Synchronized swimming in cetaceans has been hypothesized to play a role in affiliative processes as well as anti-predatory responses. We compared observed variation in synchronized swimming at two research sites in relation to disturbance exposure to test these two hypotheses. This study describes and quantifies pair synchronization in long-finned pilot whales at the Strait of Gibraltar, Spain and Cape Breton, Canada. Synchronization differed depending on the behavioral state and the response is different in the two sites leading to the conclusion that environment can shape the occurrence and magnitude of certain behaviors. We also analyzed intra-population variations in synchronization among 4 social units of Pilot whales in the Strait of Gibraltar and the results of this study confirmed the affiliative role of synchronization and highlighted an influence of disturbance on synchronization. We can conclude that synchronization is a common behavior in long-finned pilot whales that allow for close proximity and rapid coordinated response of individuals, with the multiple functions of showing affiliation and reacting to disturbance.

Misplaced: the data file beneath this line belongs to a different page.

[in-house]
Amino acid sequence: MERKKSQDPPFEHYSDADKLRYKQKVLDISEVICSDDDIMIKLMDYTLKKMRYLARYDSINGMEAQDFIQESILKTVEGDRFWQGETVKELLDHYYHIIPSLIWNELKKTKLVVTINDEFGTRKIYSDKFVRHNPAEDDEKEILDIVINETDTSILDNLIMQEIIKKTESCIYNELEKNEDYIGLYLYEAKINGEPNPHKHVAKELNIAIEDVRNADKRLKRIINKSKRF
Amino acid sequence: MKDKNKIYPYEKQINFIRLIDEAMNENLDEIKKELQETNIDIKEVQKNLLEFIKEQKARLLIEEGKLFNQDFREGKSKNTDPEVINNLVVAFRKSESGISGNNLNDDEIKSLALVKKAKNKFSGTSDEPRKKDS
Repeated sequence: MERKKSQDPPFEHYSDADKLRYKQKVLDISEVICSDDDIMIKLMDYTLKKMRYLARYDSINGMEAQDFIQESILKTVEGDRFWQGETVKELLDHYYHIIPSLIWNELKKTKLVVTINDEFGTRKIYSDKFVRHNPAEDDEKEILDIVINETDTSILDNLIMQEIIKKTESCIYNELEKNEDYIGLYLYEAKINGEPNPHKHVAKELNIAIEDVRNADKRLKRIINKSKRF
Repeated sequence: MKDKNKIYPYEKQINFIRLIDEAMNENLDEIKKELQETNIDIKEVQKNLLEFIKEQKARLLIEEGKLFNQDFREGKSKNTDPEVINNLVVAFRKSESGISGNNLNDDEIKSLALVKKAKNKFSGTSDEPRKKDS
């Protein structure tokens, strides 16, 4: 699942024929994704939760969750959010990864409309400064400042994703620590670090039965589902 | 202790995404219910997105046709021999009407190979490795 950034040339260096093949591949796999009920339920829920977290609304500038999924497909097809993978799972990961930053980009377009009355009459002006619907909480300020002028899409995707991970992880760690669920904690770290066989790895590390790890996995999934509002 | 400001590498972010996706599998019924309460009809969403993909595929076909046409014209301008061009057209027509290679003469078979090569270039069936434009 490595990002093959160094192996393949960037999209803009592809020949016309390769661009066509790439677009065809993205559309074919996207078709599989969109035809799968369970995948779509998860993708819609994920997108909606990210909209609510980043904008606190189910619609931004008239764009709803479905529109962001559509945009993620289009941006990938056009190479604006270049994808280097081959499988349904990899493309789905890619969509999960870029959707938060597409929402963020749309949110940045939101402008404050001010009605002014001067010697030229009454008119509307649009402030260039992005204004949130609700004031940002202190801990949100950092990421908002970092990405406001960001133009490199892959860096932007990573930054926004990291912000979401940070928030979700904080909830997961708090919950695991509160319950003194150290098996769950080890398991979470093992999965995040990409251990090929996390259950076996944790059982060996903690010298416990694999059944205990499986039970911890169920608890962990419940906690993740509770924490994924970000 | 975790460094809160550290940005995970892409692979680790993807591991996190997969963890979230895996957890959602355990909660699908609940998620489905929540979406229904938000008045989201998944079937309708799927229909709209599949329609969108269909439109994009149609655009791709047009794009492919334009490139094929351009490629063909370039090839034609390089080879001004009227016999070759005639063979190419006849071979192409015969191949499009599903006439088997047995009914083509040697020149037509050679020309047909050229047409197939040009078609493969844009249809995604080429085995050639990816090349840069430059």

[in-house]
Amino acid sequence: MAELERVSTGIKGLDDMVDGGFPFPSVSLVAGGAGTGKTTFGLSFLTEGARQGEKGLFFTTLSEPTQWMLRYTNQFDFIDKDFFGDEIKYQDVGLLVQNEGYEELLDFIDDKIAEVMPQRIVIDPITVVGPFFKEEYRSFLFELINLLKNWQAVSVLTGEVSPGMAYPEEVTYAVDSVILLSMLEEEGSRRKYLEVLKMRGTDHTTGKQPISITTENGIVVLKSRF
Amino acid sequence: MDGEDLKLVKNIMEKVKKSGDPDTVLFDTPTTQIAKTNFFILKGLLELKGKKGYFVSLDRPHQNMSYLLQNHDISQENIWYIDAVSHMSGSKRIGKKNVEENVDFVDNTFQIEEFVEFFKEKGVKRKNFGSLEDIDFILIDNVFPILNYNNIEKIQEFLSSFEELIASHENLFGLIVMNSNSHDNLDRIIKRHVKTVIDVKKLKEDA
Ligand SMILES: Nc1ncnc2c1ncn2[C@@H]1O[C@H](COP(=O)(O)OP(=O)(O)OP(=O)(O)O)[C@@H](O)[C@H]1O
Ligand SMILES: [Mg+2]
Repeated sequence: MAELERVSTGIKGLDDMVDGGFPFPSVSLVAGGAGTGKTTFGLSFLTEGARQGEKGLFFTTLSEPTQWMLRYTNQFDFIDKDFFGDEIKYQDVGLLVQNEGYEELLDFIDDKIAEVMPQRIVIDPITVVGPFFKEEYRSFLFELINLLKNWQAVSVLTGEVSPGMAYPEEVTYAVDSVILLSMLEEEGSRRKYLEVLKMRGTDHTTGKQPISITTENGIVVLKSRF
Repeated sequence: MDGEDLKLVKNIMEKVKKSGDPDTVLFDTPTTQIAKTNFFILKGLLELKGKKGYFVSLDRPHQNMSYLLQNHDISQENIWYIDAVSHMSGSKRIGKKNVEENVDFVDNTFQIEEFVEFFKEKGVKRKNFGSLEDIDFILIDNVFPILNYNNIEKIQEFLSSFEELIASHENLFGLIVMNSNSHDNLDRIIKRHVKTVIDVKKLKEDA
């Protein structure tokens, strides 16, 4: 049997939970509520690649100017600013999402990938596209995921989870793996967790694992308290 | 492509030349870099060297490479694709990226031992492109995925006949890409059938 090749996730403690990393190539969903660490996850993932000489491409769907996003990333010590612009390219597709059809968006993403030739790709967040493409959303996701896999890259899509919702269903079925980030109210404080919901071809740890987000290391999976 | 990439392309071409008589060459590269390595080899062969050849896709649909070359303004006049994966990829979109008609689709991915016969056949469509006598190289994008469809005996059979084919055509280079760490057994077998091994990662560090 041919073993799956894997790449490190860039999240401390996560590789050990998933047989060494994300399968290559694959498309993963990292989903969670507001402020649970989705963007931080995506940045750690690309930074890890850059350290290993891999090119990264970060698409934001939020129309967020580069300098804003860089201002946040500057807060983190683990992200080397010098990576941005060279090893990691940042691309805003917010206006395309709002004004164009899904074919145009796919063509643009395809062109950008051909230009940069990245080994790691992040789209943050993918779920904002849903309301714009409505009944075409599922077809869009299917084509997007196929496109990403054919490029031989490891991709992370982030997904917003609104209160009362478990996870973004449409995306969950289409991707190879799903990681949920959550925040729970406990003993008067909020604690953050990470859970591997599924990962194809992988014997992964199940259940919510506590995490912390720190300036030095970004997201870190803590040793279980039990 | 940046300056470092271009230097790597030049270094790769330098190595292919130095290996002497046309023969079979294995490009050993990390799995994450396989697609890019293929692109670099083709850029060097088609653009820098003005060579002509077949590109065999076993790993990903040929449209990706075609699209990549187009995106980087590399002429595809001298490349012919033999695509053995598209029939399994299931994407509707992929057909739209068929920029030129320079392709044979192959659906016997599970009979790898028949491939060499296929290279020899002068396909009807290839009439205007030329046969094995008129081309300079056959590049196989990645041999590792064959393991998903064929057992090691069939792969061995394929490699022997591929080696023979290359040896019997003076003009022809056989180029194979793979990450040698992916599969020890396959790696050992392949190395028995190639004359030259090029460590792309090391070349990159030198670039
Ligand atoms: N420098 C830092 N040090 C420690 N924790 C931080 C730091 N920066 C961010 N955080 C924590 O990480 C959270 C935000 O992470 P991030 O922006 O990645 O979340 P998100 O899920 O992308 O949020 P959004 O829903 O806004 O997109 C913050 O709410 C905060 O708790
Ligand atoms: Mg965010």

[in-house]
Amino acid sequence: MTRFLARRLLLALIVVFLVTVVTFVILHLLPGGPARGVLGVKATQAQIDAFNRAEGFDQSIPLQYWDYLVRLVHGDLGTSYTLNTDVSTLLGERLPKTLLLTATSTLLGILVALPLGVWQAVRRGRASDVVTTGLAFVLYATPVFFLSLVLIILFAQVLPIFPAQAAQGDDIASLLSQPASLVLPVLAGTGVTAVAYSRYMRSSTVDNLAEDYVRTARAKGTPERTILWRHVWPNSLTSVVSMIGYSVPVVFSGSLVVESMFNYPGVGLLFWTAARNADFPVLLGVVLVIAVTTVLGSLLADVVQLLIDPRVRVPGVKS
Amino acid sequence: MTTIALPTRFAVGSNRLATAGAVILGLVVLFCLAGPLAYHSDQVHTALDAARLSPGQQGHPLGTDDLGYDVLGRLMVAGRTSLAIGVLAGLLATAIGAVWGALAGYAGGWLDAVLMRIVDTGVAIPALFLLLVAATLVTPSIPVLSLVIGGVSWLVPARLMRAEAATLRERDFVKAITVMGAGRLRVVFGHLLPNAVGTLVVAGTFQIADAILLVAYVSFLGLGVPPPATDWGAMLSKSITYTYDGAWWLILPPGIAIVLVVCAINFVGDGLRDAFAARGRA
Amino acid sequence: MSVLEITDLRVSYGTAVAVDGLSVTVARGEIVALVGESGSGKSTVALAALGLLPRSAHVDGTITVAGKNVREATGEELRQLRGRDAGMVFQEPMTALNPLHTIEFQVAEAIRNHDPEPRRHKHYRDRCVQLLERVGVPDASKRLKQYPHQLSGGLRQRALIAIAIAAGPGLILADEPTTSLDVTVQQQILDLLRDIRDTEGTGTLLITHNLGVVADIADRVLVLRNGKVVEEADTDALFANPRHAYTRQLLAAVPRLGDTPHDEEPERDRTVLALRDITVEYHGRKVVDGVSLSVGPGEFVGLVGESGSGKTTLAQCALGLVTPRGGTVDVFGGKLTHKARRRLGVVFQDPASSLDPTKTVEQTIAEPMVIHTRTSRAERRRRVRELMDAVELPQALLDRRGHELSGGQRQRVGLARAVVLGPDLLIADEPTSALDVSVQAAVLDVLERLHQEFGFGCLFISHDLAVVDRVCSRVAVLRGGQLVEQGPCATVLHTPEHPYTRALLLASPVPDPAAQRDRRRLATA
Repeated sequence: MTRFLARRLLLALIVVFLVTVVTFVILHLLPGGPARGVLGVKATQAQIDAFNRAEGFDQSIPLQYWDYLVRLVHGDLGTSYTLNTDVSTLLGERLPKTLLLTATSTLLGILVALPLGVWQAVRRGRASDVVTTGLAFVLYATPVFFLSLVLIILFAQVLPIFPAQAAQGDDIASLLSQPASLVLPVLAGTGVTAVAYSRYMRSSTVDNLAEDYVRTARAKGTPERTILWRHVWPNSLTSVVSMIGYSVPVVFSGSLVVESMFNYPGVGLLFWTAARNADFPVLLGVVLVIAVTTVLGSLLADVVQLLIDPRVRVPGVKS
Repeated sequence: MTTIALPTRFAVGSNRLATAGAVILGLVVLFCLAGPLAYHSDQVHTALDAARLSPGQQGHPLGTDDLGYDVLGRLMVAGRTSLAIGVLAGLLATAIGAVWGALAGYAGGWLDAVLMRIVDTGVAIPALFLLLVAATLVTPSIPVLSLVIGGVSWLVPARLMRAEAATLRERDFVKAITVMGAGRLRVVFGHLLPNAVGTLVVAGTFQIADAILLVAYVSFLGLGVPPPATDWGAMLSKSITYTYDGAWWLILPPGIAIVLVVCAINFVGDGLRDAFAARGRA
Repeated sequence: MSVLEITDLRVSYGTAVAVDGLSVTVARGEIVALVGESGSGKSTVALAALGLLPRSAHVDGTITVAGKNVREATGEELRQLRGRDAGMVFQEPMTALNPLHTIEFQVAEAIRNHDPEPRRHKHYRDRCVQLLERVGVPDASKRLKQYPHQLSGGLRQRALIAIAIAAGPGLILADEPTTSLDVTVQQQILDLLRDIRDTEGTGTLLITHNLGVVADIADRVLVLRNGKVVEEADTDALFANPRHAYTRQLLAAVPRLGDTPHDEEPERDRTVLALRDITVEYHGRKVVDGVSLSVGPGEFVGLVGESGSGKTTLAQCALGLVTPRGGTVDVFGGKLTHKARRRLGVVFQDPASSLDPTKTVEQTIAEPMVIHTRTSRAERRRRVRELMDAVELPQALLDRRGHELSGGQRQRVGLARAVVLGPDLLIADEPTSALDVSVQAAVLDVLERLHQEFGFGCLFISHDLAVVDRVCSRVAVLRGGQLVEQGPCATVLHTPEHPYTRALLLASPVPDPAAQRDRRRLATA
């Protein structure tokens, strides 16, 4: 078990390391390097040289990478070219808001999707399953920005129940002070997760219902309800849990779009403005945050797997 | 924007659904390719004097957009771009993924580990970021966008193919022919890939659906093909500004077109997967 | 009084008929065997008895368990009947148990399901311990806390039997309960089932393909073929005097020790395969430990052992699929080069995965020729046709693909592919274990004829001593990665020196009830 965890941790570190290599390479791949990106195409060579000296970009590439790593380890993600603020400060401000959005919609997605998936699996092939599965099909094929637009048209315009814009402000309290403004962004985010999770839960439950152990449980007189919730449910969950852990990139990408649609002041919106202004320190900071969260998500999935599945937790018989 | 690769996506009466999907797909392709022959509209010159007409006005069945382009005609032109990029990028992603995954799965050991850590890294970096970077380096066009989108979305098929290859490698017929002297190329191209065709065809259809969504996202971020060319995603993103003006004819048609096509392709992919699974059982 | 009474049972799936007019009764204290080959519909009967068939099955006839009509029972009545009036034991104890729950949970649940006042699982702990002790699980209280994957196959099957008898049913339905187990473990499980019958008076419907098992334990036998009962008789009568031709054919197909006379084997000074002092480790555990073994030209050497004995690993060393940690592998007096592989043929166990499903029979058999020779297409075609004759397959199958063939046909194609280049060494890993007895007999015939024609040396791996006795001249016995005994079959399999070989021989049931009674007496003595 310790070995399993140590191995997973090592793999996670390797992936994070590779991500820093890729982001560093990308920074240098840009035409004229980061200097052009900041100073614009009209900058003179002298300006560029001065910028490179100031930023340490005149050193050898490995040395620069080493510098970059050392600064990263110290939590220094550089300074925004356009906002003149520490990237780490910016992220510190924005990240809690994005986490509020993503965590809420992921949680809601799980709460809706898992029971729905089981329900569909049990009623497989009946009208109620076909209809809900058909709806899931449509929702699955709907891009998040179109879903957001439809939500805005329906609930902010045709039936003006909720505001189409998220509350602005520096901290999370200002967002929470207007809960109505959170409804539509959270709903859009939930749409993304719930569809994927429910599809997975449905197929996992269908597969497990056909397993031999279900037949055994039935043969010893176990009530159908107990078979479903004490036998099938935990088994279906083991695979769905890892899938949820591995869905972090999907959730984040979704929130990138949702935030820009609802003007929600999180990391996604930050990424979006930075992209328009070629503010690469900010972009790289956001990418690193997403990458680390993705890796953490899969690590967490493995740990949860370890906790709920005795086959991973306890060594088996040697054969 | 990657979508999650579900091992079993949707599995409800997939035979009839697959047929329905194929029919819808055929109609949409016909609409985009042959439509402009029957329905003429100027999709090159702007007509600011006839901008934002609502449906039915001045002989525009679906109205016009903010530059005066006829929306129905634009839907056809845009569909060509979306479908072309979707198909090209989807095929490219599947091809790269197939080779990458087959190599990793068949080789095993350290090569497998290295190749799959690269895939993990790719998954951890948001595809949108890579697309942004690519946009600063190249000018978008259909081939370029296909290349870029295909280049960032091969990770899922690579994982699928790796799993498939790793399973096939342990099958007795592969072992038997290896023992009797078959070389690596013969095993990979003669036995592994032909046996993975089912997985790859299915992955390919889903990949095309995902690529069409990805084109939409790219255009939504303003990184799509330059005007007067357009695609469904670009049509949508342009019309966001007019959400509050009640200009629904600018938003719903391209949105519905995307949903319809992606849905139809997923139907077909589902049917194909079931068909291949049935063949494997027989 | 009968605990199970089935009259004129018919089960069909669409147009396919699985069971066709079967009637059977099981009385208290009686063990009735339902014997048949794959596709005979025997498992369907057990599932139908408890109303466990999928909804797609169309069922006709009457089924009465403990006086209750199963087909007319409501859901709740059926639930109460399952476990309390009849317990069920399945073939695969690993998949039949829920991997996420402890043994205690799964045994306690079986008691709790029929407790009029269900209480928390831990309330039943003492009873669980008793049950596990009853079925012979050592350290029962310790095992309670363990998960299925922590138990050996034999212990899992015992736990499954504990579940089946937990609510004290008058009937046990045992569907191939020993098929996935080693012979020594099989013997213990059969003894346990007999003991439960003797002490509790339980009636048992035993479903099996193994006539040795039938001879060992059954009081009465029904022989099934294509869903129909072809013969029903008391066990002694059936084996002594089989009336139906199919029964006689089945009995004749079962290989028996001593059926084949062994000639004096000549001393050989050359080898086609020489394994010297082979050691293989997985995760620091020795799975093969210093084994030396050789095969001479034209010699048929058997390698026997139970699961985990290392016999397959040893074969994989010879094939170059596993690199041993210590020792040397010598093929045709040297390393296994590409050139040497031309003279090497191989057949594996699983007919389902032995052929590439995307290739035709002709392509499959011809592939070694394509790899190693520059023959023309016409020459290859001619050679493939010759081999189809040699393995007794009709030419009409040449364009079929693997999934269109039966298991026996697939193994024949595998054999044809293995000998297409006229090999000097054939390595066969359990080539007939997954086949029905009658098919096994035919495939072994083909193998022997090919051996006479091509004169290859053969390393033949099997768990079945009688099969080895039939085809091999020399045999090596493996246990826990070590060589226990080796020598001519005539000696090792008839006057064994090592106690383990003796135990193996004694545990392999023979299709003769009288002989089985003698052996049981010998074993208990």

- Strait of Gibraltar
- Cape Breton
- long finned pilot whales
Senigaglia, V., Lusseau, D., de Stephanis, R., & Verborgh, P. (2012). The role of synchronized swimming as affiliative and anti-predatory behavior in long-finned pilot whales. Behavioural Processes, 91(1), 8-14. https://doi.org/10.1016/j.beproc.2012.04.011